High-Performance Computing in Materials Science (HPC)
HPC group photo, October 2018.
A most efficient implementation of computer simulations methods is a key element in theoretical research on materials. The development and implementation of simulation methods for parallel computers has become an indispensable way to tackle nowadays materials science problems in order to map the requirements for size and complexity. The research group High Performance Computing in Materials Science at ICAMS is working on the development of parallel methods and algorithms for the efficient simulation of materials science applications on different levels of approximation. Apart from original research, the group has strong links to the other ICAMS departments and supports the development of simulation codes and efficient
parallelization of programs, developed at ICAMS. Currently the work of the group is focused on various topics, represented by the three departments at ICAMS, i.e. Atomistic Modelling and Simulation (AMS), Scalebridging Thermodynamic and Kinetic Simulation (STKS) and Micromecanical and Macroscopic Modelling (MMM). A focus is given on highly efficient implementations of particle based simulation methods, e.g. molecular dynamics, the combination of Monte Carlo and molecular dynamics (MD) in a parallel environment, parallel phase field simulations, and the problem of load balancing for different methods.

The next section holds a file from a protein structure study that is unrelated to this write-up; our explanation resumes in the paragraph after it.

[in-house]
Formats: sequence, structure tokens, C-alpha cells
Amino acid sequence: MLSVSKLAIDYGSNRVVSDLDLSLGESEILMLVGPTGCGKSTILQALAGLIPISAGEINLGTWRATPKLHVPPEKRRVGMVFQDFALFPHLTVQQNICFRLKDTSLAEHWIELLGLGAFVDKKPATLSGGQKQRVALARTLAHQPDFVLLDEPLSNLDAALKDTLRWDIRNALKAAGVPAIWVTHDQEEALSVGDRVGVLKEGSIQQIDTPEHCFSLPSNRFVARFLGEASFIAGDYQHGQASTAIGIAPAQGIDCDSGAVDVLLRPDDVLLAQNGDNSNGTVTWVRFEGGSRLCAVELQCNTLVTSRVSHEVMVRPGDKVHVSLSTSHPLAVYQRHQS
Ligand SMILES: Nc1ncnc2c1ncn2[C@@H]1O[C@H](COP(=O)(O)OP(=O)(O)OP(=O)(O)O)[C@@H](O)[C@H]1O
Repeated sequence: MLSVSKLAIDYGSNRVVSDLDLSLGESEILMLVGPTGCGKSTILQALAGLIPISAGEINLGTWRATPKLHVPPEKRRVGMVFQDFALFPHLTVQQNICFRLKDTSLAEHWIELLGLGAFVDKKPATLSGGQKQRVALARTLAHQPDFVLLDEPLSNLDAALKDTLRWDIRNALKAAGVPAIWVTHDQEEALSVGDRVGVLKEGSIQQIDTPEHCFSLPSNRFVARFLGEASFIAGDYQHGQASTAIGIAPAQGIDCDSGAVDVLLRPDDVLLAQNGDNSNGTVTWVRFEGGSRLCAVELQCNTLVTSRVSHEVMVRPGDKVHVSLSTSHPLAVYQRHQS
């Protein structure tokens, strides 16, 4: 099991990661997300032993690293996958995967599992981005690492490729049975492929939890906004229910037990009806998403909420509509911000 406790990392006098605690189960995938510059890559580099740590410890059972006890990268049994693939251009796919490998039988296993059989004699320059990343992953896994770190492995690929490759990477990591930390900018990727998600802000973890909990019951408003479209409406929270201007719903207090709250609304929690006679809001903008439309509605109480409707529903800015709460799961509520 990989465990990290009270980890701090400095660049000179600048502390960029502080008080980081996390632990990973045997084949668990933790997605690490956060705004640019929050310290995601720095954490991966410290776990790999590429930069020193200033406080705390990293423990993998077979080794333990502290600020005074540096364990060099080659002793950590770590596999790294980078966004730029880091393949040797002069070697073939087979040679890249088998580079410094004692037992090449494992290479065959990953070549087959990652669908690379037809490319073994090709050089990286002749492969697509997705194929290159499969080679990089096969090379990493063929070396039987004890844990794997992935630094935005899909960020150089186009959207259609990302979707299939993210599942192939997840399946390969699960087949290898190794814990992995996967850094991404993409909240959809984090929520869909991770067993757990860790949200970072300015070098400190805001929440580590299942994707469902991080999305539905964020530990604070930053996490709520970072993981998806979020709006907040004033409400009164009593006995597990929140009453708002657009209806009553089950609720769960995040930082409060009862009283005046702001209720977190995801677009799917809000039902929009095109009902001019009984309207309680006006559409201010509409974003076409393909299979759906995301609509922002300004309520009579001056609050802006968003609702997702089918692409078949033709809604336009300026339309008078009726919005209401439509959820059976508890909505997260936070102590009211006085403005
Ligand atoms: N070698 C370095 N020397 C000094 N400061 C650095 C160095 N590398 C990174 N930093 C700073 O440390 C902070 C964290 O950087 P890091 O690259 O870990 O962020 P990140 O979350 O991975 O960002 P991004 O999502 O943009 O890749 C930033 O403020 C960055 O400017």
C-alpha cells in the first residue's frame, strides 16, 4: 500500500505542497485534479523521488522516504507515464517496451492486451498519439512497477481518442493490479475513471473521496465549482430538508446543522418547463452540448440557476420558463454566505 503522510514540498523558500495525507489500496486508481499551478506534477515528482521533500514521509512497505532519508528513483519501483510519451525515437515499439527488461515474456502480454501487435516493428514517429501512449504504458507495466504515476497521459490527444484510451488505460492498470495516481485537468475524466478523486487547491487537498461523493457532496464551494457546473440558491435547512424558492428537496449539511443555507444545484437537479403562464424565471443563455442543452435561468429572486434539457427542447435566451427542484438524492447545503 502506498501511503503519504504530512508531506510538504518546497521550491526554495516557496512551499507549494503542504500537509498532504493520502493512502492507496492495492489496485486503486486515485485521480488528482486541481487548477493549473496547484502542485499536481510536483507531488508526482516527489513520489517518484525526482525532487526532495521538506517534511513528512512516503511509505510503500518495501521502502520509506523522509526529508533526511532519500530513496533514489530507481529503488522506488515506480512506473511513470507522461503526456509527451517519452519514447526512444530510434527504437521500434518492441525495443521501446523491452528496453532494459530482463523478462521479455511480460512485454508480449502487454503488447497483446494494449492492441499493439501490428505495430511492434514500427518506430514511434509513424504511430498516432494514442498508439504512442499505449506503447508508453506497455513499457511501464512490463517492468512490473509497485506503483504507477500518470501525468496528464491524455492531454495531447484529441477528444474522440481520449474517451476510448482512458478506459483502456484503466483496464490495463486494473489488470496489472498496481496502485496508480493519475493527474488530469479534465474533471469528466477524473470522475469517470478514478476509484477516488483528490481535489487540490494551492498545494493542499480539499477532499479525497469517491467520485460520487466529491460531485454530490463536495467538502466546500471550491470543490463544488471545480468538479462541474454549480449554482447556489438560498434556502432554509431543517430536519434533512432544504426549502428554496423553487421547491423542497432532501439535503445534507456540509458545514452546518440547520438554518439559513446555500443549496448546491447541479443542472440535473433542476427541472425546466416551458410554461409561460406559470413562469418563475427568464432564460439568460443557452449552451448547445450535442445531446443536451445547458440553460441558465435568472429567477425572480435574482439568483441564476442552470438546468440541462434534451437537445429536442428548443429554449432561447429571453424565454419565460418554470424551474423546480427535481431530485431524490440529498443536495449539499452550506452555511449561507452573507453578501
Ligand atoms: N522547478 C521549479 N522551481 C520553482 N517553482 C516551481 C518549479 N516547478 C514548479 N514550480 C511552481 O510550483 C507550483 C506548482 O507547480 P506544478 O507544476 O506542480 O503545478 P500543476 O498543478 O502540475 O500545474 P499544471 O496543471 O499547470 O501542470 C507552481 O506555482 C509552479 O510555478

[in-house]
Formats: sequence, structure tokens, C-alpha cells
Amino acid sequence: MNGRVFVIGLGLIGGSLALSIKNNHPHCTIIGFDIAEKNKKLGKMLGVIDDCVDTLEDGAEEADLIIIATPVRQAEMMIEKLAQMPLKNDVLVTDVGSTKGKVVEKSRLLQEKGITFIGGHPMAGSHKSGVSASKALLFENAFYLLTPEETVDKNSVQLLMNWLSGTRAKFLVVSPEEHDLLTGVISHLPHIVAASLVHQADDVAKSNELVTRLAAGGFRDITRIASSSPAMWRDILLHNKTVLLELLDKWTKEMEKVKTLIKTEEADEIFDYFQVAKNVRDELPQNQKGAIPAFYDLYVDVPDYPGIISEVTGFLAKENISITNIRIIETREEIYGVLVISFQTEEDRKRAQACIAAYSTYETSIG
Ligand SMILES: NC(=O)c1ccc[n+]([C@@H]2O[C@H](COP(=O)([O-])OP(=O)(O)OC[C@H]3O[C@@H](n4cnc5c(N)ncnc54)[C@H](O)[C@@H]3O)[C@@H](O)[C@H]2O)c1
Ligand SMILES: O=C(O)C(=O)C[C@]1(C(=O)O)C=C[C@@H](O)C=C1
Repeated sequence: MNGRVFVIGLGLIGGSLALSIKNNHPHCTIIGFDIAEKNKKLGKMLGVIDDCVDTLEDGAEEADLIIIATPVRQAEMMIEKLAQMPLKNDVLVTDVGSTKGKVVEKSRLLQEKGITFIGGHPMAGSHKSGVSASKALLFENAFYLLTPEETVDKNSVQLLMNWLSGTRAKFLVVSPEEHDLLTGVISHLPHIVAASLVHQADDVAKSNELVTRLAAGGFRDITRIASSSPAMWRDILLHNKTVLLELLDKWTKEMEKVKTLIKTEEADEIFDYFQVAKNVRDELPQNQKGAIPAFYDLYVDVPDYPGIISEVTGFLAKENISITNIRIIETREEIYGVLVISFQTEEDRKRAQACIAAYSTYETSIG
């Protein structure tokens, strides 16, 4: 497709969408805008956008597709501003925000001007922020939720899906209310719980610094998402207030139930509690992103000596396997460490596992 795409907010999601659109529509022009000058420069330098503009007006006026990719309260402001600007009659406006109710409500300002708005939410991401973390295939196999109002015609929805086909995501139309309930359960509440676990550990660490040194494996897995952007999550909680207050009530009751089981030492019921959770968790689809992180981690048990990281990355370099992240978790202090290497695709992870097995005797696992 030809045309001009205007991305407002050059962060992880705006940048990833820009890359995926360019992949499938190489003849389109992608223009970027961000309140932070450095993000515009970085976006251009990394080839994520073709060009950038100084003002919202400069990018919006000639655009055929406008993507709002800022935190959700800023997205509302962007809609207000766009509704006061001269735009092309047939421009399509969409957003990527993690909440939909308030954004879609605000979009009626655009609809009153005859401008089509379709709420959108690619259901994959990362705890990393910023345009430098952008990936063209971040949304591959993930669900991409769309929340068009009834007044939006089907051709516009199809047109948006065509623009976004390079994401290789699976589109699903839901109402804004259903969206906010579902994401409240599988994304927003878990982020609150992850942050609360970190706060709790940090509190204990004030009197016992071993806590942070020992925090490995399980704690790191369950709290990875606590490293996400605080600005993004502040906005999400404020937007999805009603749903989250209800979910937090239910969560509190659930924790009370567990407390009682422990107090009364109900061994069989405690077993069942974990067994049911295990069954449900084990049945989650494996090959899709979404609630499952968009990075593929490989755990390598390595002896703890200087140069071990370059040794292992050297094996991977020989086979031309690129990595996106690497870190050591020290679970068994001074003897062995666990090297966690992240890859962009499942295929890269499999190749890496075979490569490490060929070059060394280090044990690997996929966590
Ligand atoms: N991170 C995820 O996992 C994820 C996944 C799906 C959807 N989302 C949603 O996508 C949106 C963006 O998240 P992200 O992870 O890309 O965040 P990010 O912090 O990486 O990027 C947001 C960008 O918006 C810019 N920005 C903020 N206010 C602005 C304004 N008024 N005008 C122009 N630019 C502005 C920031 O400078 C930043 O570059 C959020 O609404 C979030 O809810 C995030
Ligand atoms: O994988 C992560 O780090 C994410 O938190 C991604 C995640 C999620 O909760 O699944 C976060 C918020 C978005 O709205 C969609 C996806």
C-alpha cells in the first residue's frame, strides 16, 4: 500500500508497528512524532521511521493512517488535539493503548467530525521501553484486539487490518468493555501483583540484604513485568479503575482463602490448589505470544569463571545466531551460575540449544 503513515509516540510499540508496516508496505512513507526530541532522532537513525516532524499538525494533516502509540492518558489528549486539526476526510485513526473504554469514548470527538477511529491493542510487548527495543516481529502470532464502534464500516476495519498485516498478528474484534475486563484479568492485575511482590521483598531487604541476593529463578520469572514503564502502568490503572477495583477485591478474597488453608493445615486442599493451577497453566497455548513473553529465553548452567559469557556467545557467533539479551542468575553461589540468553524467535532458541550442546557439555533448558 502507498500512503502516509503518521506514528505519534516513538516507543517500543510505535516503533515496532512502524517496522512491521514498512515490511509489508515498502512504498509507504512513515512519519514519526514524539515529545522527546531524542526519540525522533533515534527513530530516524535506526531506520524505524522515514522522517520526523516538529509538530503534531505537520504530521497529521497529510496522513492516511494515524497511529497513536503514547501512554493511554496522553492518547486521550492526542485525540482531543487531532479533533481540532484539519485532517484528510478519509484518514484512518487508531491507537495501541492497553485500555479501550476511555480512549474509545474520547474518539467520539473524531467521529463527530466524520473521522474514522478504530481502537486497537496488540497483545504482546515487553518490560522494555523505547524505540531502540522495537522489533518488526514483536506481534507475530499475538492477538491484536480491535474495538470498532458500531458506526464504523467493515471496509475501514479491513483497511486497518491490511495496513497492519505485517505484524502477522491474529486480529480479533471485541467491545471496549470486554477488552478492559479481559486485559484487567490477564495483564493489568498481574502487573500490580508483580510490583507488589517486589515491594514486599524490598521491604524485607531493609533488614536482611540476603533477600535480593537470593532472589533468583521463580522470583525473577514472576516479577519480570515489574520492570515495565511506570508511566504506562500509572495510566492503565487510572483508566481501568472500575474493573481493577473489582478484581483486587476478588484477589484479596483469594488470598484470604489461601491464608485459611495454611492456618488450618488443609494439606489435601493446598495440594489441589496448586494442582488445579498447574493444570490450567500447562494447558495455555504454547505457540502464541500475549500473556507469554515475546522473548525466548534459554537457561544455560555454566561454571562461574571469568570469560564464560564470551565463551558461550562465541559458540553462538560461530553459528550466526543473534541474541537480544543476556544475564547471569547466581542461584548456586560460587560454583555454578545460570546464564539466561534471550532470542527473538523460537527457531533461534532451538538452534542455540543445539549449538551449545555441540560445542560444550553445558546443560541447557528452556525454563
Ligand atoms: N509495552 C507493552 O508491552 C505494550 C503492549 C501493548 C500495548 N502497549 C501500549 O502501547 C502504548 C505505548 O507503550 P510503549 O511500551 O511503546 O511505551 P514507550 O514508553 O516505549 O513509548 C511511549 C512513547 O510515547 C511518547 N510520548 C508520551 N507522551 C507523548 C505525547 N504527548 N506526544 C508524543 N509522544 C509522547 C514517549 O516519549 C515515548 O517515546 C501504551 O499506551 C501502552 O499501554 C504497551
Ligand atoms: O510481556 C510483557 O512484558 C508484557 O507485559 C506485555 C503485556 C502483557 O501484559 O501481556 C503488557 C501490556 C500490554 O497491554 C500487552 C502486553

|Comparison of a parallel simulation with OpenPhase using a domain decomposition without (top) and with (bottom) load balancing, based on a block decomposition. Left: distribution of processors; Right: color coding for work distribution.|
ContactProf. Dr. Godehard Sutmann
Institute for Advanced Simulation
Jülich Supercomputing Centre (JSC)
D – 52425 Jülich
Tel. +49 (0)2461 61-6746
C. Teijeiro, G. Sutmann, G.L. Taboada and J. Tourino, Parallel simulation of Brownian dynamics on shared memory systems with OpenMP and unified parallel C, The Journal of Supercomputing (in press)
C. Teijeiro, G. Sutmann, G.L. Taboada and J. Tourino, parallel Brownian dynamics simulations with message-passing and PGAS programming models, Computer Physics Communications (in press)
C. Begau, J. Hua, A. Hartmaier, A novel approach to study dislocation density tensors and lattice rotation patterns in atomistic simulations, Journal of the Mechanics and Physics of Solids, 60, 711-722, (2012)